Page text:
By the sheer fact of our institutional education, we are likely to have thought about some at least of these concepts and problems framed in terms of them using English or French or some such language. The problem is that thinking about them in English almost inevitably becomes thinking in English about them. It is just an obvious fact, in Philosophy at least, that one thinks most naturally in the language of one's education and occupation. But in our case this means thinking along the lines of conceptual frameworks which may be significantly different from those embedded in our indigenous languages. In virtue of this phenomenon, we constantly stand the danger of involuntary mental de-Africanization unless we consciously and deliberately resort to our own languages (and culture). It turns out that this form of self-knowledge is not easy to attain, and it is not uncommon to find highly educated Africans proudly holding forth on, for instance, the glories of African traditional religion in an internalized conceptual idiom of a metropolitan origin which distorts indigenous thought structures out of all recognition.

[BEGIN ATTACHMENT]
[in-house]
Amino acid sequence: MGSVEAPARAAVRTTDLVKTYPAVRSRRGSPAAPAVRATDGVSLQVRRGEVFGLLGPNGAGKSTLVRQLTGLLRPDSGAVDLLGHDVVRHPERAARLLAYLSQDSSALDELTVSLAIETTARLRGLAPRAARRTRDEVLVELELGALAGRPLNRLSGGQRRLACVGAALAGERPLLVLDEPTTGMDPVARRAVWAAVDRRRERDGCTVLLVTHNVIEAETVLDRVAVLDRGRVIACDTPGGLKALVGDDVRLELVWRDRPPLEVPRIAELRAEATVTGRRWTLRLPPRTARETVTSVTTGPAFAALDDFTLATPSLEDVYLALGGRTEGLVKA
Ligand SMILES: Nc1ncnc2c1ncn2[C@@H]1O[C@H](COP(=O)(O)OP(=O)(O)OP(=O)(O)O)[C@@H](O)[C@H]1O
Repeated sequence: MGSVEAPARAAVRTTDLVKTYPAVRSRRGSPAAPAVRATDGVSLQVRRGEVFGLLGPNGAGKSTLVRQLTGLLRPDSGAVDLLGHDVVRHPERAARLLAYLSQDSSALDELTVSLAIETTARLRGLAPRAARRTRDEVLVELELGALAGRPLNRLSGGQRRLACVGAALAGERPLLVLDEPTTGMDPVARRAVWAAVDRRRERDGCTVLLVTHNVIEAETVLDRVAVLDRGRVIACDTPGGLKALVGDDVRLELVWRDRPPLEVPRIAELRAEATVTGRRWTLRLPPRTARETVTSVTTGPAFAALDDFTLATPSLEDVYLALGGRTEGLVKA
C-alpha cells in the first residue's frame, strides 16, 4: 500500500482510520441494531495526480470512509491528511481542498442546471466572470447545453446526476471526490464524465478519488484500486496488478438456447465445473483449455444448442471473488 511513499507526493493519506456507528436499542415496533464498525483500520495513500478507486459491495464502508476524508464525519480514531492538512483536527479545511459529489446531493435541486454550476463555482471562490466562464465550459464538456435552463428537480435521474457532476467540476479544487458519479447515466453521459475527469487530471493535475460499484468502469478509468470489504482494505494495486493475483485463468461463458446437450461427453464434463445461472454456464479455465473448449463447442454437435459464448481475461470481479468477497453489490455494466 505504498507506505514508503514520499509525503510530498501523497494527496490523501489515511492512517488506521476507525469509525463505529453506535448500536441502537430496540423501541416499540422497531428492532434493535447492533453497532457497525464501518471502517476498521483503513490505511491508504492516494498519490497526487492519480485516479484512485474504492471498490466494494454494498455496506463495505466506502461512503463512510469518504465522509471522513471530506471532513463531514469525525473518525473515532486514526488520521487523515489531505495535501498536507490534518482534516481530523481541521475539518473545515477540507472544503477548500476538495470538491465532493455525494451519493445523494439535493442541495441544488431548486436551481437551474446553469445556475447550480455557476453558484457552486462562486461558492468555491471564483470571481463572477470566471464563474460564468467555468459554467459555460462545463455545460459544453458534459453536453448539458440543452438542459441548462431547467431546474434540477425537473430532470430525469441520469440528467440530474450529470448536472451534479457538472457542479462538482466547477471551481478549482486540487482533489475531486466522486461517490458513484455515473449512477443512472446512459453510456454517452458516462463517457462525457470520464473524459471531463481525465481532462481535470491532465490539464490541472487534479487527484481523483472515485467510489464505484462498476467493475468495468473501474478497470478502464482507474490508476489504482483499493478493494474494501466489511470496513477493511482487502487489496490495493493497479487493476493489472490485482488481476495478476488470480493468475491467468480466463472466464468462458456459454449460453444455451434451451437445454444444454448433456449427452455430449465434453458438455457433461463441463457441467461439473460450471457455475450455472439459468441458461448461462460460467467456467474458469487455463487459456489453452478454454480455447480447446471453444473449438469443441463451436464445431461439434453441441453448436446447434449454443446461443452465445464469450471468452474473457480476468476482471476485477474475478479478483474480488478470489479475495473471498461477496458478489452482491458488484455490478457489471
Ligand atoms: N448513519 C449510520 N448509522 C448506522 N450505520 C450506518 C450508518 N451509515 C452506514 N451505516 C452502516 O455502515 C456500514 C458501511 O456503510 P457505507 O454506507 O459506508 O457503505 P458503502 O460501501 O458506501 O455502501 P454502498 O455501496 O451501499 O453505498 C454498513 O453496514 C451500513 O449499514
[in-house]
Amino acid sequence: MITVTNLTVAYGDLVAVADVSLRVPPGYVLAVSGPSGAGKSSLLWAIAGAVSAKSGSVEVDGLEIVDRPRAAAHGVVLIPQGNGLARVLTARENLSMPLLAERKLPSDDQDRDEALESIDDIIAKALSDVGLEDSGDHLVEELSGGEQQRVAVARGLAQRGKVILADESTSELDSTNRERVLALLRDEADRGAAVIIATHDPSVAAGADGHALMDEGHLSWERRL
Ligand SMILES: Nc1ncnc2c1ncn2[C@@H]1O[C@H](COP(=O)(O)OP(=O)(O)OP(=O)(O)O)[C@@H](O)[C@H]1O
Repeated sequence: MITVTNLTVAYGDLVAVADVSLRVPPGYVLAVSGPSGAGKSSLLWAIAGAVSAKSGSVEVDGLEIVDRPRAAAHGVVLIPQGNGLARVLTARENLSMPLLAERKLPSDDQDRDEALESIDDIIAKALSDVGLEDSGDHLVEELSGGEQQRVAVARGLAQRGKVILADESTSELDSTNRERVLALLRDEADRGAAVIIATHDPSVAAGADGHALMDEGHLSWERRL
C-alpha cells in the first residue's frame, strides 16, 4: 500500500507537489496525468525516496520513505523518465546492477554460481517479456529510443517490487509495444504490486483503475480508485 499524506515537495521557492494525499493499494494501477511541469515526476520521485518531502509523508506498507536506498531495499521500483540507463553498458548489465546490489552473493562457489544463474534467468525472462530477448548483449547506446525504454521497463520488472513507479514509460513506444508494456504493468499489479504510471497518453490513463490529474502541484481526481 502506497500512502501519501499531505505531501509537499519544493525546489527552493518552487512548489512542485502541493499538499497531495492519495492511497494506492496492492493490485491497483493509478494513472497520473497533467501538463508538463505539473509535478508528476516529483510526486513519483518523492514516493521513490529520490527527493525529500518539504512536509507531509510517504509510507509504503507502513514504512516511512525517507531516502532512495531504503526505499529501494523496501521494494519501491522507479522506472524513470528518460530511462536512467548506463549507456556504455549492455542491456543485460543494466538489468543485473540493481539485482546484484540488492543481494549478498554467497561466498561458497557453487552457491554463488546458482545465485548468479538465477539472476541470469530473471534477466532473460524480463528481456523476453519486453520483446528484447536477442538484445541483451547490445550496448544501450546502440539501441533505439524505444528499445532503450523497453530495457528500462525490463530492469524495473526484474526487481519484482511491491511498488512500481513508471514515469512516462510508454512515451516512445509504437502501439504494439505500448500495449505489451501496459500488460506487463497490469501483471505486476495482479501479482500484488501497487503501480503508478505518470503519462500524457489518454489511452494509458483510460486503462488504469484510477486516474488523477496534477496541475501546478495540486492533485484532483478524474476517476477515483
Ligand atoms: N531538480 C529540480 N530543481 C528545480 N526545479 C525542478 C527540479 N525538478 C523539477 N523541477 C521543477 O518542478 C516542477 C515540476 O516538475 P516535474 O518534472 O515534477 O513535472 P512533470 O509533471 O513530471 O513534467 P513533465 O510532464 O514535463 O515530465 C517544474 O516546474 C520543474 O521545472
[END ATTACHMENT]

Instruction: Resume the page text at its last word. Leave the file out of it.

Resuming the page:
There is no pretence, of course, that recourse to the African vernacular must result in instantaneous philosophic revelation. The chances, on the contrary, are that philosophical errors are evenly distributed among the heterogeneous races of humankind. Suppose, for example, that a concept, much employed in, say, English philosophical discourse seems to lose all meaning when processed in a given African language. This consequence may conceivably be due to an insufficiency in the African language rather than to an intrinsic defect in the mode of conceptualization of the foreign language or culture concerned. How does one determine whether this is so or not? The only way, I suggest, is to try to reason out the matter on independent grounds. By this I mean that one should argue in a manner fathomable in both the African and the foreign language concerned. With that accomplished, it would be clear that the considerations adduced are not dependent on the peculiarities of the African language in question. In general, failure to heed this requirement is one of the root causes of the kinds of conceptual idiosyncracies that, in part, differentiate cultural traditions of thought.